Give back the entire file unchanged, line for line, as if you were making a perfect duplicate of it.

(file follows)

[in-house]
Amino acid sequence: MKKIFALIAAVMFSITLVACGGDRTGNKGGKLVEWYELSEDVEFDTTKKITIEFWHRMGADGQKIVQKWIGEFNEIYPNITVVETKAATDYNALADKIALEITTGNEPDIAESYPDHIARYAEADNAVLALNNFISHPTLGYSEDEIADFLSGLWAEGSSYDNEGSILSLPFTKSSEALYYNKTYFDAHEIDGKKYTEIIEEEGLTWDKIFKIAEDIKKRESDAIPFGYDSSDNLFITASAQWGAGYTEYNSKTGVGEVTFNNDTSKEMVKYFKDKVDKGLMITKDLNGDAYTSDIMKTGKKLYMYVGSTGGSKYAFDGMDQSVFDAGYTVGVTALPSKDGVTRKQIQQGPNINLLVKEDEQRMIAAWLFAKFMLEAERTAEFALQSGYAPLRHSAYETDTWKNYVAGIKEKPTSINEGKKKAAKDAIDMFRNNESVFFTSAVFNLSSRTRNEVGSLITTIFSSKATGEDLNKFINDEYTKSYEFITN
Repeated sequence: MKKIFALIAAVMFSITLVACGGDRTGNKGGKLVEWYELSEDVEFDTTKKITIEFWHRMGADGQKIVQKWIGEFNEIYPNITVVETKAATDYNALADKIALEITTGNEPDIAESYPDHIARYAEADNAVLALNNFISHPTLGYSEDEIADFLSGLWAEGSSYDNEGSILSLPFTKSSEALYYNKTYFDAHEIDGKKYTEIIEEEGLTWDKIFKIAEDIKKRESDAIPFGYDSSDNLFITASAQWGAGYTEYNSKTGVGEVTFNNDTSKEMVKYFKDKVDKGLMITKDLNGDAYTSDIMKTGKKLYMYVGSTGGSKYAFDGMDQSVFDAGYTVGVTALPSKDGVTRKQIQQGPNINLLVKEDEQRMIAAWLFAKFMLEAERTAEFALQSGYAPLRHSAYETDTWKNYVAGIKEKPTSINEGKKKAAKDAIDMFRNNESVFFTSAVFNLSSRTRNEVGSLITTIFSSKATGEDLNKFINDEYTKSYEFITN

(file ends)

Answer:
[in-house]
Amino acid sequence: MKKIFALIAAVMFSITLVACGGDRTGNKGGKLVEWYELSEDVEFDTTKKITIEFWHRMGADGQKIVQKWIGEFNEIYPNITVVETKAATDYNALADKIALEITTGNEPDIAESYPDHIARYAEADNAVLALNNFISHPTLGYSEDEIADFLSGLWAEGSSYDNEGSILSLPFTKSSEALYYNKTYFDAHEIDGKKYTEIIEEEGLTWDKIFKIAEDIKKRESDAIPFGYDSSDNLFITASAQWGAGYTEYNSKTGVGEVTFNNDTSKEMVKYFKDKVDKGLMITKDLNGDAYTSDIMKTGKKLYMYVGSTGGSKYAFDGMDQSVFDAGYTVGVTALPSKDGVTRKQIQQGPNINLLVKEDEQRMIAAWLFAKFMLEAERTAEFALQSGYAPLRHSAYETDTWKNYVAGIKEKPTSINEGKKKAAKDAIDMFRNNESVFFTSAVFNLSSRTRNEVGSLITTIFSSKATGEDLNKFINDEYTKSYEFITN
Repeated sequence: MKKIFALIAAVMFSITLVACGGDRTGNKGGKLVEWYELSEDVEFDTTKKITIEFWHRMGADGQKIVQKWIGEFNEIYPNITVVETKAATDYNALADKIALEITTGNEPDIAESYPDHIARYAEADNAVLALNNFISHPTLGYSEDEIADFLSGLWAEGSSYDNEGSILSLPFTKSSEALYYNKTYFDAHEIDGKKYTEIIEEEGLTWDKIFKIAEDIKKRESDAIPFGYDSSDNLFITASAQWGAGYTEYNSKTGVGEVTFNNDTSKEMVKYFKDKVDKGLMITKDLNGDAYTSDIMKTGKKLYMYVGSTGGSKYAFDGMDQSVFDAGYTVGVTALPSKDGVTRKQIQQGPNINLLVKEDEQRMIAAWLFAKFMLEAERTAEFALQSGYAPLRHSAYETDTWKNYVAGIKEKPTSINEGKKKAAKDAIDMFRNNESVFFTSAVFNLSSRTRNEVGSLITTIFSSKATGEDLNKFINDEYTKSYEFITN